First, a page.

- Joseph foretells death to one prisoner and release and restoration of the other (Gen. 40:9-19—Jesus tells one of the thieves that he will be with him in paradise while the other dies in his sins (Luke 23:42)
- Joseph is freed from prison by a decree of Pharaoh (Gen. 41:37-41)—Jesus is freed from the prison of death by the Fathers decree of Life, Resurrection, for His Son (Acts 2:24)
- Joseph is exalted at Pharaoh’s right hand and given a name that is above all names (Gen. 41)—Jesus is exalted to his fathers right hand and given a name that is above every other name (Phil. 2:9-11, Acts 2:33-36)

There are others that we could talk about but these are the big ones. I will be highlighting some more typology as we go this year. Let me know what you think about typology. Remember you can't always say that something is a “type” of Christ, but if you see something that you may think is let me know and I will do some investigating for you.

The New Testament
We read a few more parables of Jesus as well as read about some miracles including the feeding of the 5,000 and just as amazing, the feeding of the 4,000. One of the most powerful passages we read came in Ch. 16. Peter’s confession of Christ is a powerful witness to the divinity of Jesus and his claim to be the Messiah. After hearing Jesus preach and witnessing his miracles he boldly professes, “You are the Christ (Messiah) the Son of the living God." Either Peter was crazy or he was convinced that this simple man from Nazareth was the promised Messiah.

Bits And Pieces

We will dive into the book of Exodus this week and here are the vital stats:

PURPOSE: The Lord reintroduces Himself to Israel, rescues them from Egypt, and gives them a covenant of laws and sacrifices.
KEY PEOPLE: Moses, Miriam, Pharaoh, Pharaoh’s daughter, Jethro, Aaron, Joshua
KEY PLACES: Egypt, Goshen, Nile River, Midian, Red Sea, Sinai Peninsula, Mount Sinai
LAW THEMES: Plagues against unrepentant Egypt; God gives the Ten Commandments and requires an oath to fulfill the Law.
GOSPEL THEMES: God remembers and fulfills His promises to the patriarchs; atonement through sacrifice.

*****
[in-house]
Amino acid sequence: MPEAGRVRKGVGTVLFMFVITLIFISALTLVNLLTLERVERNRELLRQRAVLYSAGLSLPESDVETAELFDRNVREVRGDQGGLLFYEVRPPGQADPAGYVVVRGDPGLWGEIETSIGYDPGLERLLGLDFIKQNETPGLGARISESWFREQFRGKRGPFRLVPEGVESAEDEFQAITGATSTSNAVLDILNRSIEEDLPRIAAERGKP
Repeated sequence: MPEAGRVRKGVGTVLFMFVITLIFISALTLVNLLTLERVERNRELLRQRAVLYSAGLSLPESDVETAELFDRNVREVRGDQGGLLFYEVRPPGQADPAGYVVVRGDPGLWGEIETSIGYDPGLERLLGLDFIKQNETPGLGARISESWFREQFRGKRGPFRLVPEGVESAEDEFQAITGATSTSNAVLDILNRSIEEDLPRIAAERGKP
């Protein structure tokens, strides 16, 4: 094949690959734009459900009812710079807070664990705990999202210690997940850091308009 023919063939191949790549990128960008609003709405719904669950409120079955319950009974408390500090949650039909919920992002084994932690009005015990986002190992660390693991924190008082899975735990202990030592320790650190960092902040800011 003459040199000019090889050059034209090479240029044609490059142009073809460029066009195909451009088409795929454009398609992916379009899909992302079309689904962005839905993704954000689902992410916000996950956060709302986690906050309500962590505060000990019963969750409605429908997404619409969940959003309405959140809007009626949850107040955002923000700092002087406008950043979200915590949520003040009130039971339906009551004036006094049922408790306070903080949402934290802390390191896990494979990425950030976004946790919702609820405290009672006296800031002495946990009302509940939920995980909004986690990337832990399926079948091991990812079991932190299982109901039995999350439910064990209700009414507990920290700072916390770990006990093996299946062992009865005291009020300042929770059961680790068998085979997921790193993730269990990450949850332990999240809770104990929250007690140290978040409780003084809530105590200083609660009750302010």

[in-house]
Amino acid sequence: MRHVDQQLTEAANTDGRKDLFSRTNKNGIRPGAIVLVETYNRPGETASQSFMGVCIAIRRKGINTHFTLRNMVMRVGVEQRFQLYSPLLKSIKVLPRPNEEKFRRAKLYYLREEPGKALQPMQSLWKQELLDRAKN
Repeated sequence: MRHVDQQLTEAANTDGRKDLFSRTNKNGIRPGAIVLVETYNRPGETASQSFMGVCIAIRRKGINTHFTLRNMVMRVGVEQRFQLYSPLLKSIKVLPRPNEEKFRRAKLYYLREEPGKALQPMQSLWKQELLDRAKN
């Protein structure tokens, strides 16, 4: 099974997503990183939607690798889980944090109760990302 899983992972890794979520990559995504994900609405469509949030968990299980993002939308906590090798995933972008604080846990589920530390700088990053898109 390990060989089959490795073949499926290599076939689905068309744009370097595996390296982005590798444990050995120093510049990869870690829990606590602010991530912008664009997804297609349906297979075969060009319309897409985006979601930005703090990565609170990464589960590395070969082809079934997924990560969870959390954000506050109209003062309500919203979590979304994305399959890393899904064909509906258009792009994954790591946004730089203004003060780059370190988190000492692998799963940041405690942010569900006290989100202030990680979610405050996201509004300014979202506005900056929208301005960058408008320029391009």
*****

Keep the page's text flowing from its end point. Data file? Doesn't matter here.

SPECIAL FEATURES: Exodus relates more miracles than any other Old Testament book and is noted for containing the Ten Commandments

Tuesday, January 16, 2018

The Bethany Bullet Sermon Message - Week of January 14, 2018

Sermon: “A Voice From Heaven”
Text: Mark 1:11

After a hardy rainstorm filled all the potholes in the streets and alleys, a young mother watched her two little boys playing in the puddle through her kitchen window.

The older of the two, a five-year-old lad, grabbed his sibling by the back of his head and shoved his face into the water hole. As the boy recovered and stood laughing and dripping, the mother runs to the yard in a panic.

"Why on earth did you do that to your little brother?" she says as she shook the older boy in anger. "We were just playing church mommy," he said. "And I was just baptizing him ...in the name of the Father, the Son and in...the hole-he-goes.

All joking aside, this morning (Sunday, January 14th) we commemorate the Baptism of Jesus.  As we do, we also remember that day that heaven opened and we were claimed as beloved children of the King in the name of the Father, the Son and the Holy Spirit.  We will also come forward to tangibly remember that day as we put our hands in the water and remember the work that God did in our lives.

In the spring of 2011, a new reality singing competition burst on to the American television scene.  Following in the footsteps of American Idol and the X-factor, the goal of this new show like the others that came before, was to discover musically talented people bringing them from the realm of obscurity to stardom.

What made this particular show different is that the contestants could only use their voice to impress the judges. 

The show, known simply as The Voice, relied solely on the audible sound to make an impression.  For some their lives were forever changed by what happened on the show. 

The sound of a voice can be powerful, it can illicit emotional reactions from others.  The voice can move people to tears, or motivate them to action. 

It was the voice of God that began life as we know it.  As we read in our first reading, “The earth was formless and empty, and darkness covered the deep water.  The Sprit of God was hovering over the water.  Then God said…”